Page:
balungilit 1adj Cheerful. A person who is quick to laugh. Ka otow no balungilit, maga-an ogpakangisi ko ogpakakita to duma rin. Layun ogma-awang ka goinawa rin. Ogko-iling to warò igkasasow. A person who is cheerful is quick to laugh if he/she sees his/her companion(s). It's like he/she has no worries. 2n Kind of millet. [the head of which is multi-colored with a black and red design though the grains themselves are yellowish. When the grains are ripe they split open resembling a laugh so that is why this type is called balungilit which distinguishes it from other kinds of millet.]

tangkò 1v Facing, front. 2In front of. 3n The front of; in front of Takas sikan, du-on ogpati-ulug dii to tangka-an ta. After that, there was something that just caused to drop in front of us. 4v confront Ko ogsupmatan ta, oghondiò ki to baloy rin no diò ta ogtangkò kandin. Unawa ka supmat to ogtangka-an nu su ogkagion nu sikandin. If we confront [someone], we go to his house and there we will confront (lit. face) him. The [word] supmat is the same as that you are confronting (lit. facing) him because you speak to him. 5v To face, as someone whom one has wronged. No impo-umow on kandin oyow ogtangkò to sikan no pigtakawan din. And then he was called so that he would face that person from whom he had stolen see: sondit 1; see: supmat 1. 6v With negative: Not to give audience to, that is, not to see someone. Konò ogtangkò su dakol ka ogtalabawon din woy ogpalpalaguy sikandin. She would not give audience to him because she had a lot of work and also [because] she was avoiding (lit. running from) him. [Context of next example is of a woman who has pledged herself to marry someone so will not see another man who is trying to gain her attention.] 7v To point towards a given direction, as of footprints or compass Og-ikulon ta ka komos ko hondo-i ogtangkò. We will follow the footprints in whatever direction (lit. if where) towards which they are pointed. Ka tinurù din ka ogtangkò. Its pointer (lit. index finger) is what points toward a given direction. [The second example is DB's comment re a compass.] 8v To stand in front of Layun kow tangkò dini kanak.. Always stand in front of me...; show your face to me.. 9v To be facing each other as in a group. Ko diò ki to kalibulunganan, su ogpokogtangko-tangkò ki to ogpitow, ogpokog-iom-iom ki. When we are gathered together there, because we are looking at each other in front of us, we keep smiling at one another. 10To face each other. [Of two people ?? (Can it be two or more people/groups??)]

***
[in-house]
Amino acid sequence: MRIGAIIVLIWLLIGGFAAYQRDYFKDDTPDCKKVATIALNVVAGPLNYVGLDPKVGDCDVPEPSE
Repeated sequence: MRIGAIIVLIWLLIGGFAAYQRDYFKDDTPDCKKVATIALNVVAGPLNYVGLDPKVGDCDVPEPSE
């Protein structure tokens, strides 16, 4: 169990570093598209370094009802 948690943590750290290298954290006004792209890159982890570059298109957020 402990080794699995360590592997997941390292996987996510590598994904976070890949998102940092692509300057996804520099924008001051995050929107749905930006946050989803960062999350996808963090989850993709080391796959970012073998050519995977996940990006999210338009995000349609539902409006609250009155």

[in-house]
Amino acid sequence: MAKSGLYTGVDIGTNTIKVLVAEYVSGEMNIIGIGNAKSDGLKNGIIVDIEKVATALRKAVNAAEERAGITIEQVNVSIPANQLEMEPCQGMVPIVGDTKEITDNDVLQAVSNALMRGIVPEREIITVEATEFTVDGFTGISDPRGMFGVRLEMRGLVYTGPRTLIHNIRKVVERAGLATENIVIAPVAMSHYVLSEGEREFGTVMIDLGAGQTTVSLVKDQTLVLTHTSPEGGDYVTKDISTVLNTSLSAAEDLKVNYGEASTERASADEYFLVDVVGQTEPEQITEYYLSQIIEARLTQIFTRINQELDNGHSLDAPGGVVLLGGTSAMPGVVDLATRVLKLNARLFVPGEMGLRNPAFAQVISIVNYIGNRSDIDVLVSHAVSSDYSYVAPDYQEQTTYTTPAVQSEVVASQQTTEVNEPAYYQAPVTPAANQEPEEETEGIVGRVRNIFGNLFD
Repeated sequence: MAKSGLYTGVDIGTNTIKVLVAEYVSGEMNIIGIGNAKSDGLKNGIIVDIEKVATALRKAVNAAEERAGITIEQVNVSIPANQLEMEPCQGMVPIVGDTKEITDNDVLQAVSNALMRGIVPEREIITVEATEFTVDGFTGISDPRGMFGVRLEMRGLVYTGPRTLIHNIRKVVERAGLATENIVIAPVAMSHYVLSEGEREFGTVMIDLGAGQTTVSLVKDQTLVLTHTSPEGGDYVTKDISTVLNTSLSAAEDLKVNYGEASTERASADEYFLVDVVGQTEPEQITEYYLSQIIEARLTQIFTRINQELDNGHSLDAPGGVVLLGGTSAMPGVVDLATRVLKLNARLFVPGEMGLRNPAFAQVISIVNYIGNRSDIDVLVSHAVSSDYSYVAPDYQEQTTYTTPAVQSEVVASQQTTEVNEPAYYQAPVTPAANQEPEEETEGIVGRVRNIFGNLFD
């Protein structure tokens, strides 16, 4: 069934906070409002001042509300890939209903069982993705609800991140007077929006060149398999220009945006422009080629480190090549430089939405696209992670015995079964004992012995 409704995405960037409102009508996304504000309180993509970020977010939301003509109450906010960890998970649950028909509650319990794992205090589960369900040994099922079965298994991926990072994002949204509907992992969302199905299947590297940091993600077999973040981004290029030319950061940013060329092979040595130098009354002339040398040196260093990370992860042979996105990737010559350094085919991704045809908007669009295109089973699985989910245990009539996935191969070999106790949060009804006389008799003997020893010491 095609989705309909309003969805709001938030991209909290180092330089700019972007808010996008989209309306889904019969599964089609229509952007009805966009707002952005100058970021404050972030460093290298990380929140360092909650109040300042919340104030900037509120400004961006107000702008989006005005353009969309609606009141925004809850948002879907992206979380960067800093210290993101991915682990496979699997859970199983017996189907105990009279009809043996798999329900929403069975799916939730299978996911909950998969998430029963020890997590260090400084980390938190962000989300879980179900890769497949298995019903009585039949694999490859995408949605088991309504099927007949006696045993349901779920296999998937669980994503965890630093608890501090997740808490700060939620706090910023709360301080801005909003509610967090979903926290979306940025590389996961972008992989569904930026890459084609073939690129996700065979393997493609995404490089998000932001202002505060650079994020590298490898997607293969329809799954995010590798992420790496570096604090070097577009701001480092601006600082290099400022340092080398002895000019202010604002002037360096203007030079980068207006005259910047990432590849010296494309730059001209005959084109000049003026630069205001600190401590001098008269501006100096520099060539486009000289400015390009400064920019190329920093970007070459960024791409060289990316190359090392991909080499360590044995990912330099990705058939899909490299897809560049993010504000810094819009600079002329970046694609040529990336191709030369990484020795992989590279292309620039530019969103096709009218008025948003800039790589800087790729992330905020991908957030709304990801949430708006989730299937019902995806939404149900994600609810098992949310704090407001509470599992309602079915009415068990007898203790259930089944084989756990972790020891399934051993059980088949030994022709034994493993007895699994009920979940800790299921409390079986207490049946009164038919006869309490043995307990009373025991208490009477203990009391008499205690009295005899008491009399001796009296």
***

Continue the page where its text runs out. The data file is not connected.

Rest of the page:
tularong adj to be of good character; patient?? Matuarong: Diò to kanami, ko dakol ka koirapi rin, layun ogpariralom to goinawa rin no konò din maga-an igsulì. Malayat ka ogkasabukan to goinawa rin. Good character/patient?? In our place, if he is having great difficulty, he always supresses his feelings and doesn't quickly revenge. He is very patient. [Although DB had said that a person who was matuwarong had no sin, when asked later if a person who was matuwarong could still have sin he responded, Wà ta matagoi. “We don't know.” (Sinlessness may be an acquired meaning and be less absolute than the English or Greek concept of “righteousness”.)] see: moungangon.